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VAMatt said:
The_Liquid_Laser said:

It is easily gen 2 to gen 3.  The following things were started in generation 3:

Music in games became the norm.
Graphics good enough that you could, for the first time, create lasting characters (Mario, Link, the DQ monsters, etc...).
Light gun games became available.
The D-pad replaced the joystick.
The most popular games were made for the home instead of being arcade ports.
Games could save your progress for the first time.
The first 20+ hour RPG type games.
The introduction of cheats like the Game Genie and Konami Code.
The creation of many popular franchises: Mario, Zelda, Metroid, Tetris, Dragon Quest, Final Fantasy, Castlevania, Metal Gear, Mega Man, etc....

No other generation boasts anywhere near this much innovation.  In reality my first item, music becoming the norm, is a gigantic innovation just in itself.  And yet that is one of many, many innovations all taking place in just one generation.

I agree that this is the biggest jump.  But, some of the most "lasting" characters (Pacman, Mario, Donkey Kong) were created prior to gen 3.  

Pac-Man, Mario and Donkey Kong were created in arcades and not on home consoles.  I don't really consider arcades or computers to be part of the generation system.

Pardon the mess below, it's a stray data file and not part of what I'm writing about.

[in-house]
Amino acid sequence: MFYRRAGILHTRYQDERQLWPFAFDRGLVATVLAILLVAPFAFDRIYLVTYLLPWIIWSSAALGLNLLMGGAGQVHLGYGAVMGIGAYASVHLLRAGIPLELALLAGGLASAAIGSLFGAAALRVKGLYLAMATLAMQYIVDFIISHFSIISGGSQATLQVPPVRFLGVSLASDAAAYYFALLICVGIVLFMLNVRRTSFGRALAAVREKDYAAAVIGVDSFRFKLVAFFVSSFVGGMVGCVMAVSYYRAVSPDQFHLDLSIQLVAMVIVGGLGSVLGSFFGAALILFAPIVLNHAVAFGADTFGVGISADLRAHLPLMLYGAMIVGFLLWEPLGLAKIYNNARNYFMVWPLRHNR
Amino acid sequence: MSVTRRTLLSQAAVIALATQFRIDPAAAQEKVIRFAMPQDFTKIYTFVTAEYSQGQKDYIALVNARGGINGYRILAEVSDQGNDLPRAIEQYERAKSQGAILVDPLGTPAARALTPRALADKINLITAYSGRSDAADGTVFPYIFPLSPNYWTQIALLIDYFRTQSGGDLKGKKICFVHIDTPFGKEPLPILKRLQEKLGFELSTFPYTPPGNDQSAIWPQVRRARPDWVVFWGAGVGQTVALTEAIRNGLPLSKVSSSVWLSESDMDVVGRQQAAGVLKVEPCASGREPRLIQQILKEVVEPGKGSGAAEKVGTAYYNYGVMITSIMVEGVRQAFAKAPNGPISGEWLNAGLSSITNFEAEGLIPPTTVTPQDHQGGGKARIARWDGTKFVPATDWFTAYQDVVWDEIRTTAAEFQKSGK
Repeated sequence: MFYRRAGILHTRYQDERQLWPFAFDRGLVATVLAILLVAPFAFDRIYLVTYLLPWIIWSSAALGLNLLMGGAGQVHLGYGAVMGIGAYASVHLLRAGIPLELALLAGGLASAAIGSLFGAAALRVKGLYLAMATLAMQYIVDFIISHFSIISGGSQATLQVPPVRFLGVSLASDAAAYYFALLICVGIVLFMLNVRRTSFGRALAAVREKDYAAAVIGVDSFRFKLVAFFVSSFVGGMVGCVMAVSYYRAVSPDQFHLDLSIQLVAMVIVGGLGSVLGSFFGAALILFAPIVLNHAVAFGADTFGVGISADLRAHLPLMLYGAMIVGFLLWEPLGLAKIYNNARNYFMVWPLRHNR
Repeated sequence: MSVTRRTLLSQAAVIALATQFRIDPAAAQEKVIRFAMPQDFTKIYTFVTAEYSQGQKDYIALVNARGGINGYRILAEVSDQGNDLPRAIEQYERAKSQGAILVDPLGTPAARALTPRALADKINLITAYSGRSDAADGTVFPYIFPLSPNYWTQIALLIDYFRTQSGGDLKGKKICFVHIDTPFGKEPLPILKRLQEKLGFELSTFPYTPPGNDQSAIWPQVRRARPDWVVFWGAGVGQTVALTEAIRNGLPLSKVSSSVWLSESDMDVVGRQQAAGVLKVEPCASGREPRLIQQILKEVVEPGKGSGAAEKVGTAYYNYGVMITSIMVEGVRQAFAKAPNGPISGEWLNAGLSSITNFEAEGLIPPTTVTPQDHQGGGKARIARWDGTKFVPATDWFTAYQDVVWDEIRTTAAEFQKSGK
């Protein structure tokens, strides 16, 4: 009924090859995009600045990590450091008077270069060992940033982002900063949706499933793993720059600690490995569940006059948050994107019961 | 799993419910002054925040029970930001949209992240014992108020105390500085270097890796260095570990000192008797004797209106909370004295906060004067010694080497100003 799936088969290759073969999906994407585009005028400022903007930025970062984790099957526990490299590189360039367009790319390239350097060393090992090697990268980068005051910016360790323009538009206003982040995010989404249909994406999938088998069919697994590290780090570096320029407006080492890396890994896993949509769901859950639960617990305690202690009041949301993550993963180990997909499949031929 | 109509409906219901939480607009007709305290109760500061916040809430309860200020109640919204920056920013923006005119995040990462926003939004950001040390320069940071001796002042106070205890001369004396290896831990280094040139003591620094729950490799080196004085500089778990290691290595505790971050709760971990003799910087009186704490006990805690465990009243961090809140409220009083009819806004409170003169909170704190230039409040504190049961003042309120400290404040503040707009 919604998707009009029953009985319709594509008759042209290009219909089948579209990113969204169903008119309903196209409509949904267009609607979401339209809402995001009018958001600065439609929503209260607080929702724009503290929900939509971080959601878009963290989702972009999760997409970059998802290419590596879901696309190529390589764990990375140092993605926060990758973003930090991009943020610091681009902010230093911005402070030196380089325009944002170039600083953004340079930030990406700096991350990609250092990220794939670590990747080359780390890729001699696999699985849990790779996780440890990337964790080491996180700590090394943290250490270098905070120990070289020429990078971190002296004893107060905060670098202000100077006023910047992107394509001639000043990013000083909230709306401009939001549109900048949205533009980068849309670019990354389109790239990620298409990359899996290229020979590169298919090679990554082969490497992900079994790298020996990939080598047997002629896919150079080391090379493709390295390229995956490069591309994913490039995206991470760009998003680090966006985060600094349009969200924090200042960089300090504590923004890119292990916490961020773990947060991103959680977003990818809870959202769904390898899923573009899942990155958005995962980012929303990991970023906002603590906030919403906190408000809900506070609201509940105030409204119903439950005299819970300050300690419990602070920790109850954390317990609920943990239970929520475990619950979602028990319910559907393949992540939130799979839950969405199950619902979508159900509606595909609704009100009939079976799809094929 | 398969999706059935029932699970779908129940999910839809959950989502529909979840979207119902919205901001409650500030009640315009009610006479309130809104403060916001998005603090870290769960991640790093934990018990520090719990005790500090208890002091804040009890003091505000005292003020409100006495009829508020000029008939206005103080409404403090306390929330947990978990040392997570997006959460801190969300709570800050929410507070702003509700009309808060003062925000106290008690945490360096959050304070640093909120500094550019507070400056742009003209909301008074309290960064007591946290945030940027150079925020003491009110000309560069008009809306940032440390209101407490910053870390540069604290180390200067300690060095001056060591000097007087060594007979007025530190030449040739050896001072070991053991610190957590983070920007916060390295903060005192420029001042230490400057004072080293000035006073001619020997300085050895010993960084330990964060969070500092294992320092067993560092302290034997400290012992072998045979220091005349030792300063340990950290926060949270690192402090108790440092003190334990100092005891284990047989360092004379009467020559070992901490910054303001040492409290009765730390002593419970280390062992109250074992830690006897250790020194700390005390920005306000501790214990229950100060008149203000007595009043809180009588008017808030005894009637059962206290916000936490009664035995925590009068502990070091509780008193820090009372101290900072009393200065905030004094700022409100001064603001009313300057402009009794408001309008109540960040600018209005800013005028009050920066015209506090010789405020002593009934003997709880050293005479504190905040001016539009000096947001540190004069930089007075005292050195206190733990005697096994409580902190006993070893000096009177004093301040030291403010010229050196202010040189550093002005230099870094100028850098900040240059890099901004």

The Atari 2600 was not really capable of creating a character with distinguishing features.  Pitfall was a character created on the Atari 2600 and he doesn't really have a discernable face.  Mega Man has a face.  Having a face means now this is a distinct and recognizable character.  The Atari 2600 did actually have a version of Donkey Kong, but the graphics are so bad that Donkey Kong is not even recognizable.  I guess Mario is ok, but this should show how hard it was for the 2600 to make discernable characters.  Does Donkey Kong look like a gorilla?

Here is the NES version of Donkey Kong.  He looks like a gorilla.  Note that it was released in 1983 while the Atari 2600 version was released in 1982.  Programming skill for both games would be about the same.  This just comes down to the graphical capabilities of both systems.  Donkey Kong actually looks like a real character.  

This was a launch game on the Famicom.  After several years the character modeling on the NES/Famicom got better.  Think of all the Punch Out characters.  They all seem to have a distinct look and personality.  There is no way the Atari 2600 could have done anything like that.  The NES was the first home console where unique characters could be created.